Why Do I Need to File a UCC-1?

B&BTake a moment for “Bits & Bytes,” as Attorney Deanne Koll explains why it is important for a lender to properly and timely file a UCC-1.

Disclaimer: This video is designed to be educational and informative, but it is not legal advice. Collection law is constantly evolving and subject to change. Each situation is unique, and each case should be addressed to fit the unique situation.

A UCC-1, sometimes referred to as a financing statement, is a document filed by a creditor to put all other parties on notice that the creditor has a secured interest in certain personal property. The UCC-1 is akin to a real estate mortgage, but for personal property.

With real estate, the way a third party knows that a creditor must be paid before he or she takes the real estate free and clear is by reviewing the real estate records and seeing if there are outstanding mortgages.

The same is true for personal property. The UCC-1 is filed to “perfect” a creditor’s security interest by putting the public on notice of the creditor’s lien. The UCC-1 tells third parties that the creditor has a right to take possession of and sell certain assets for repayment of a specific debt.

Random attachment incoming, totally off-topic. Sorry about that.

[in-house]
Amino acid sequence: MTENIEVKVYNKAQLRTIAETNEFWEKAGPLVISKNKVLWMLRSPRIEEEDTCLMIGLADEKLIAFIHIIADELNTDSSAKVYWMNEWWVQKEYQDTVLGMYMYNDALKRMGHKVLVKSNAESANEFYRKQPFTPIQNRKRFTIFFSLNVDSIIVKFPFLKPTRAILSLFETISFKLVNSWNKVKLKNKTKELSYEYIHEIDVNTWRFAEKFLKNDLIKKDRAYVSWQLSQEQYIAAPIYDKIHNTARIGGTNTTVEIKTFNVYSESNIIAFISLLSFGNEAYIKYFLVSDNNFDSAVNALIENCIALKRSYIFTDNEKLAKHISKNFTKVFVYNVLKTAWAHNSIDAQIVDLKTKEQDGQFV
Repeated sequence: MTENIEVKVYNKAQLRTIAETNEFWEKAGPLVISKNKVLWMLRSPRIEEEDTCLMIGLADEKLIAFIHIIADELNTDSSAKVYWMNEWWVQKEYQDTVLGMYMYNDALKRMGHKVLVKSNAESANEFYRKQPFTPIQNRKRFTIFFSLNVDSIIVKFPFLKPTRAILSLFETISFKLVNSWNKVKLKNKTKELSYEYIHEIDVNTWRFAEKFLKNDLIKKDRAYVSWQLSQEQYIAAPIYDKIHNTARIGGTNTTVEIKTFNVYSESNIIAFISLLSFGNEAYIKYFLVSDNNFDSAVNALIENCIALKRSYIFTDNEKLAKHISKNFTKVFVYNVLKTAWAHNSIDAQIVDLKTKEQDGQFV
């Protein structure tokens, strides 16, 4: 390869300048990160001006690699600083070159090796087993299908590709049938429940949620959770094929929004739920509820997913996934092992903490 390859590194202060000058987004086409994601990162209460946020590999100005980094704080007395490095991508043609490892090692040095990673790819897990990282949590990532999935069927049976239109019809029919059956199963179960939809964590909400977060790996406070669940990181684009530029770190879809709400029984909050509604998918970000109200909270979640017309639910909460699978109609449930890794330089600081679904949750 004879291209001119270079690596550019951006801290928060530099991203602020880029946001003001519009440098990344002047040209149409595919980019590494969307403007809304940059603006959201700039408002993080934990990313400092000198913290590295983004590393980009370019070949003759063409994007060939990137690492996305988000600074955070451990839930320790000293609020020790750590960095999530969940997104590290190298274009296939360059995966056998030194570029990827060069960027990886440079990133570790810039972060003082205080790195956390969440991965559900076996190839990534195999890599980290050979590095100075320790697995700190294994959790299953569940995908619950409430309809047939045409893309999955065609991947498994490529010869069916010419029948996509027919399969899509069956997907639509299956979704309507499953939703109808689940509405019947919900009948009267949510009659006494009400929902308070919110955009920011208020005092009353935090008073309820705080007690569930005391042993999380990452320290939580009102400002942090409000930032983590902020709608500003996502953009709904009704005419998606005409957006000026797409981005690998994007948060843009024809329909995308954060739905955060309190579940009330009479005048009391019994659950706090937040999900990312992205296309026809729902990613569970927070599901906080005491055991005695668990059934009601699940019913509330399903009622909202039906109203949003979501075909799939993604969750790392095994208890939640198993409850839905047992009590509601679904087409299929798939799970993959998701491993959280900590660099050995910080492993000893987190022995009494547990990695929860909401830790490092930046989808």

Lastly, the filing of a UCC-1 establishes a creditor’s priority. Just as a 1st mortgage holds priority over later recorded mortgages, a UCC-1 filed 1st on certain personal property holds priority over later filed UCC-1s on the same property.

Clearly it is important for a lender to properly and timely file a UCC-1 when a lender takes personal property as collateral for its loan.

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